Susan 🐝 Rooks, blog
Expectations: Lessons Learned from Frozen Food Boxes

Expectations: Lessons Learned from Frozen Food Boxes


I often buy frozen “dinners” because it’s easier than cooking for just one person. They keep well in the freezer, there are seemingly hundreds of choices, and many of them are actually not too bad for us in terms of nutrition.

How do I choose which to buy?

Well, usually based on the type of food I’m looking for – meat or no meat – but also by looking at the cardboard box cover.

What do I mean? Well, when I see several large pieces of chicken or five meatballs on the cover, that’s what I expect inside. I’m likely to choose that one over its competitor if all else appears equal like price and/or past experience with taste, or if the competitors’ covers don’t show as much good stuff.

If you’re not a meat eater, you might choose depending on the size and quantity of the veggies you see. Five big mushrooms? Huge broccoli pieces? Mmmmmm.

So, we take our choices home, throw all but one in the freezer, and rip open the cardboard box. Can’t see much through the plastic wrap, so into the micro it goes! Timer on! Waiting. Bell rings! Open door, tear off cover … and see what?

Sad to say, sometimes the reality doesn’t match the expectations that come from that cover photo.

Only four meatballs, not five. Chicken pieces the size of my baby fingernail. Two small pieces of mushrooms when the picture shows six or seven whole ones.

Now, this isn’t the end of the world as we know it. We adjust our expectations or buy from the competition – or decide to cook our own. We make decisions based on the path that gets us the best outcome.

“So, Susan,” I can hear you saying, “what’s this got to do with my business?”

Um. Everything?

Do we always remember how powerful first impressions are? Not just the INSTANT ones that Melissa Hughes, Ph.D., wrote about in her recent article, but others that gather steam as we show our stuff?

Do we live up to the expectations we set up?

Do we:

  • Ever say we can turn a project around in X number of days, and then fail to do so without having a decent reason?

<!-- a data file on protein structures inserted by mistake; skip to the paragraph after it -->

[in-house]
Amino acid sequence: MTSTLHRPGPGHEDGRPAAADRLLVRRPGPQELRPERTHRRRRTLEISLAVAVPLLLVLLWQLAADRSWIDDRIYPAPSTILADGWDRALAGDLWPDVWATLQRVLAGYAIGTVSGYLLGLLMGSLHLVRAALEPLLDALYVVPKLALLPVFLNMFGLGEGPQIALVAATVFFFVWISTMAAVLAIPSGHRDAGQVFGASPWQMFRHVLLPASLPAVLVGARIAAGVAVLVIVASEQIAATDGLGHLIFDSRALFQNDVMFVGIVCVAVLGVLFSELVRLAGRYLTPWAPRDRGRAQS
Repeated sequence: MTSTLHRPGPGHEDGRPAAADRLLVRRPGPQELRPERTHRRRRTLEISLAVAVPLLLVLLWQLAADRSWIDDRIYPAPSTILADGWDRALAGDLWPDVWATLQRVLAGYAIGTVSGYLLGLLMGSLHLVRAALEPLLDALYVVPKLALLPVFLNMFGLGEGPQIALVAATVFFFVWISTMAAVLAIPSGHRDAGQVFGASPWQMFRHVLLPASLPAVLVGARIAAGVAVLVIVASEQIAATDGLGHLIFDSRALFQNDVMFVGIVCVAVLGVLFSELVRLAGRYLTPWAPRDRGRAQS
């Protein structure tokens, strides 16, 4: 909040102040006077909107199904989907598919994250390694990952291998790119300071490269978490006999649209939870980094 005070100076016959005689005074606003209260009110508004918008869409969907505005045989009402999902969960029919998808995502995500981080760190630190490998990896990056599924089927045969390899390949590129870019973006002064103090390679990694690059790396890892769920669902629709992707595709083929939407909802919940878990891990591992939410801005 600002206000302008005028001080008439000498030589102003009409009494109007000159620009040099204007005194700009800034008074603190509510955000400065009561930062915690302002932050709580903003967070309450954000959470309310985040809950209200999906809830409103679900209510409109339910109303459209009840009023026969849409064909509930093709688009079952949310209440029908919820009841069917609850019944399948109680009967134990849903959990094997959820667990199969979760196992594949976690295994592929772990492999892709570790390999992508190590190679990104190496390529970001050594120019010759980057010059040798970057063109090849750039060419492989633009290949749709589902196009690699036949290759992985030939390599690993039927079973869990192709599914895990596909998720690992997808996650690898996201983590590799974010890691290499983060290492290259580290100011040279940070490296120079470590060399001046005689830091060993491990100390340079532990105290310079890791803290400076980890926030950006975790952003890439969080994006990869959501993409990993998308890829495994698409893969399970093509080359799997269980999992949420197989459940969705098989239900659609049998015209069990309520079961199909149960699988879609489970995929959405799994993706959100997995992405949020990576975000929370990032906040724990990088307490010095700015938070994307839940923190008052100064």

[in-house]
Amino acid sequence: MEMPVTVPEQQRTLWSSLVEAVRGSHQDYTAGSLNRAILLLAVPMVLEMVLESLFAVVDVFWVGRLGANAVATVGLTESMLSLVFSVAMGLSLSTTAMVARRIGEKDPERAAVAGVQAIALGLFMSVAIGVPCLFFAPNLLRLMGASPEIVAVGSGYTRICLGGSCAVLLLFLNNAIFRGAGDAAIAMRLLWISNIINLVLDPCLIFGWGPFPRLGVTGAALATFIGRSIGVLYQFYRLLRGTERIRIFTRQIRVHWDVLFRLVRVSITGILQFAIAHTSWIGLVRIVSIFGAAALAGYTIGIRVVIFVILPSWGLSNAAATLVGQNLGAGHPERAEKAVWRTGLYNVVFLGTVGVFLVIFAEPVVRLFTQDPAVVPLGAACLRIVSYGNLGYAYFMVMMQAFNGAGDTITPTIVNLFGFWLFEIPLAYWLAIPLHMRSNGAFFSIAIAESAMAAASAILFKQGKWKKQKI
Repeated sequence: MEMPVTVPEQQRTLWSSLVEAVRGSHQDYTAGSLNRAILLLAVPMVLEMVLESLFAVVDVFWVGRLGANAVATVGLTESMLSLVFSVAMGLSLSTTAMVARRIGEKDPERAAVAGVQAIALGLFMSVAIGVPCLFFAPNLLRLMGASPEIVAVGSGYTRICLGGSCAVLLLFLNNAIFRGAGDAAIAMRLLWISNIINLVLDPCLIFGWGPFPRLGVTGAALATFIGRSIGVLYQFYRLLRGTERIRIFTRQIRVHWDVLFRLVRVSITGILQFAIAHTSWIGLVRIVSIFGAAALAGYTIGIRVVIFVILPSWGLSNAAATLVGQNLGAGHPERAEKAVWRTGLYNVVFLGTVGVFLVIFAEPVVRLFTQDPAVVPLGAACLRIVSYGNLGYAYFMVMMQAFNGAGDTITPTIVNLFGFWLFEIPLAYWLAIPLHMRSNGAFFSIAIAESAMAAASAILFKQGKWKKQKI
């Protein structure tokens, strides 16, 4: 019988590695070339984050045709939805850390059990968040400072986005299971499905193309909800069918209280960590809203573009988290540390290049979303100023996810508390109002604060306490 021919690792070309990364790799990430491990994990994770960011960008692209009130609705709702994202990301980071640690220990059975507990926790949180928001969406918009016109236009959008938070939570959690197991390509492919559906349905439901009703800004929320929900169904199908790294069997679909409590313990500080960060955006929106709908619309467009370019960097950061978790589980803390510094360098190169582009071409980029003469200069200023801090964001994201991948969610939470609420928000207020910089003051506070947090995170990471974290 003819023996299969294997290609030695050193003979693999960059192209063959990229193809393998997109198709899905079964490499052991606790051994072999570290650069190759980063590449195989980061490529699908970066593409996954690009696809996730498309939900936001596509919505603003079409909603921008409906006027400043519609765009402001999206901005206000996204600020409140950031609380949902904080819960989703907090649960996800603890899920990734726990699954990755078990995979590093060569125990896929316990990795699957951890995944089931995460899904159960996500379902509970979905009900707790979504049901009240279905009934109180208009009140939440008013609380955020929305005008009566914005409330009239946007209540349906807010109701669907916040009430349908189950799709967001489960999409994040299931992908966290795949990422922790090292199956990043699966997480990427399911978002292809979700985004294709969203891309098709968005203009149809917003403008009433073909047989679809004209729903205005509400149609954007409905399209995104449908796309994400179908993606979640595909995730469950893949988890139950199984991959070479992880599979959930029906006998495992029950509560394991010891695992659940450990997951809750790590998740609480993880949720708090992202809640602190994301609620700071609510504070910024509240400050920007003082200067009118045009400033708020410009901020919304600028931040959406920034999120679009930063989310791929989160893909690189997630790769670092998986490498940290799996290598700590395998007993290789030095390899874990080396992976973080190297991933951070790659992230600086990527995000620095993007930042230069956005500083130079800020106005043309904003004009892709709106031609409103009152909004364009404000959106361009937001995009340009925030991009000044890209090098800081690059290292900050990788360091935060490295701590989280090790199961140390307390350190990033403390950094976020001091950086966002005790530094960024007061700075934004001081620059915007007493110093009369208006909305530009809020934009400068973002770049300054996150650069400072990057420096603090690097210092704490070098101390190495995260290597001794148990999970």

• Promise to fix everything in the project perfectly, ensure the client never has another issue like it … or fail to respond when something doesn’t go well?
  • Set reasonable expectations of both parties based on our history with many others, taking into account what went right and what might not have … and why?
  • Say we’re available every morning from 9-12 or on weekends, but not actually?

Don’t misunderstand me: I am not perfect, nor do I expect anyone else to be. But I do realize that how others see me, how they experience working with me, and whether  they recommend me to others depends largely on how their experiences live up to their expectations based on what I promised.

Yes, as Dennis Merritt Jones mentioned in his recent article, “life is lumpy.” Stuff happens. But when it keeps happening and we don’t or can’t routinely keep our promises, likely enough our clients will move on to other folks who seem more reliable. And they might not be shy about saying why …

I’ve learned over the years to see how I’ve expressed myself, how my clients did or didn’t understand what I said, what they’ve appreciated, and what they might not have. What I did right, what I could have done differently, and what lessons I learned.

And with the internet and all the possibilities of finding others – thousands of others – who do what we do, we really need to be on our game at all times.

All in all, I’d rather be known for keeping my promises than not.

How about you? Have you been on either side of expectations whose realities surprised you?

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Not meeting expectations and not fulfilling promises can ruin a reputation. Bad news travels fast and once the word is out, it may be too late for recovery. It's good to see you on beBee Susan \ud83d\udc1d Rooks, The Grammar Goddess.

Lada 🏡 Prkic

1 year ago #3

Welcome back to beBee, Susan! The frozen food box is an excellent analogy. There is much other food that doesn't look like what's on the package. False or misleading advertising in the food industry is a common thing. This topic reminded me of some LinkedIn profiles (advertisement) and real persons behind those profiles (reality). :-)

Ken Boddie

1 year ago #2

I’ve seen this problem time and again throughout my consulting career, Susan, when the delivered service doesn’t match the client’s expectations. Poor performance on the part of the consultant aside, this mismatch is often due to the scope of work not being clear in the proposer’s documentation or, if there’s a proposed variation from the original client’s brief, it’s not clearly flagged and there’s no option for negotiation. Poor communication with the client during the proposal stage, and lack of communication when plans and timing start to go wrong, invariably end in invoices not being paid and/or no repeat business. BTW good to see you back here on beBee, Grandma Godless. 😂🤣😂

John Rylance

1 year ago #1

Susan your name came up in my inbox. It was a surprise. Having enjoyed both reading your posts and trading comments with you in the past. Mainly on LinkedIn. My expectation was this will be good, I've read it and it is as I expected was well worth the read. I agree we need to look not just at own expectations, but those others have of us. Reading through this came to mind "Never judge a book by its cover"

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